Note: A host of groups have also advocated for Parent PLUS loan borrowers (Parent PLUS loans are made to eligible parents of undergraduate students) to be allowed to access all IDR options, including any new plan. Parent PLUS borrowers are currently only able to access ICR—the least generous of all the IDR plans—and only if they consolidate their loans. Negotiators should examine and consider these proposals. (In addition, broader change may be needed to ensure access while preventing default and negative outcomes, but those are outside the scope of this publication.)
Reducing Program Complexity
Make it easier to enroll and remain in IDR plans. Legislation passed in 2019, the FUTURE Act, enabled the IRS and ED to share tax data—with permission from the borrower—to automate the burdensome and often-confusing annual IDR recertification process, making it easier for borrowers to remain in the IDR program. The law did not set an effective date for its reforms, and today, the timeline for full implementation of the FUTURE Act is unclear. Importantly, while the law is being implemented, borrowers are still required to manually recertify their information each year. To assist borrowers with accessing IDR, especially given the economic downturn, ED should prioritize the implementation of the FUTURE Act, which can be done administratively.
But there is also a role for the regulatory process. Negotiators should ensure that any new IDR plans created via the rulemaking process take FUTURE Act implementation into account and establish robust and easy-to-use processes for those who cannot or prefer not to use this new automatic income verification (or whose financial situations have changed since their last tax return).
In addition, until the FUTURE Act is fully implemented, negotiators could create additional flexibilities to streamline IDR enrollment, such as temporarily permitting servicers to enroll borrowers into an IDR plan without requiring extensive paperwork—such as verbally, through a website, or through electronic communication. Importantly, this action would ensure borrowers have easier access to an IDR plan when the COVID-19-related emergency benefits end for student loans.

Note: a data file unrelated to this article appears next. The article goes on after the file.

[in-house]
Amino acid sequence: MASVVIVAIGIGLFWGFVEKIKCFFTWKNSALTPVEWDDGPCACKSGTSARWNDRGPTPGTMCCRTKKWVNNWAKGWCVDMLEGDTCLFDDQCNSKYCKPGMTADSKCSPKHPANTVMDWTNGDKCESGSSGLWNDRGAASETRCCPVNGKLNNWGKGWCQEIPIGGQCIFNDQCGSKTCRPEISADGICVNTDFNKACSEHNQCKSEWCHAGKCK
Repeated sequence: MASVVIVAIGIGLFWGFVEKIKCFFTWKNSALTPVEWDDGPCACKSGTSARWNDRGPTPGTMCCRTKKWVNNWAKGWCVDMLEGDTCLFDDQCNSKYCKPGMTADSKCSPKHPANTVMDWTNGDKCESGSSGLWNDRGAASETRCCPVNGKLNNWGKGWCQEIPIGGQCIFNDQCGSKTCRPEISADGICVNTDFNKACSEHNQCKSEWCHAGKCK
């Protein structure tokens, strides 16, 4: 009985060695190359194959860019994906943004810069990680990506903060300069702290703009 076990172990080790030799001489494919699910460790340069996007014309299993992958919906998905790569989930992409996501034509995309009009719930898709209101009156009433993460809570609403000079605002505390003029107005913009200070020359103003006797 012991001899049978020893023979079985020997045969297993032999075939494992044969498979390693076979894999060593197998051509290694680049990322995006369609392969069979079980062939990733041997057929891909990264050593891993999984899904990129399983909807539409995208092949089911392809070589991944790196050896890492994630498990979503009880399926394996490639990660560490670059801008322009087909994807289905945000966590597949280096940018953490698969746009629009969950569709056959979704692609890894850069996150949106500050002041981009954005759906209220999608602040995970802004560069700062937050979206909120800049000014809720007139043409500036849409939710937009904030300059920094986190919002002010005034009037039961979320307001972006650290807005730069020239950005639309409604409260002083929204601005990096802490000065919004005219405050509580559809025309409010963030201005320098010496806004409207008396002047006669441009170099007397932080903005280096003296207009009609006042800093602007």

Streamline IDR plans. The variety of IDR plans—each with different eligibility requirements, costs, and benefits—can be confusing to borrowers and difficult for servicers to administer. The Department should work with lawmakers to address this complication.
One option would be to fully sunset all of the existing repayment plans except for a newly created or reformed plan, after a transition period. However, if any borrowers (potentially high-income borrowers) are asked to pay more under a new IDR plan than they are paying under an existing plan—even through a more generous plan, as described above—negotiators may opt to not sunset all existing plans (and there is not consensus on whether and how plans can be streamlined via the regulatory process).
If plans are not sunset or otherwise consolidated, borrowers could be given incentives, such as an interest rate reduction, to switch into the new plan. Importantly, negotiators should then also focus on removing the most confusing and complex pieces of the existing plans. For example, in some cases, borrowers changing from an income-based plan to another repayment plan must first make a (likely much higher) monthly payment under the standard repayment plan or be placed into forbearance for a month before they can access their new plan.
Importantly, borrowers should retain access to a fixed repayment plan, allowing borrowers to make consistent monthly payments over the life of the loan, which could lead to borrowers paying less over time than in certain IDR plans.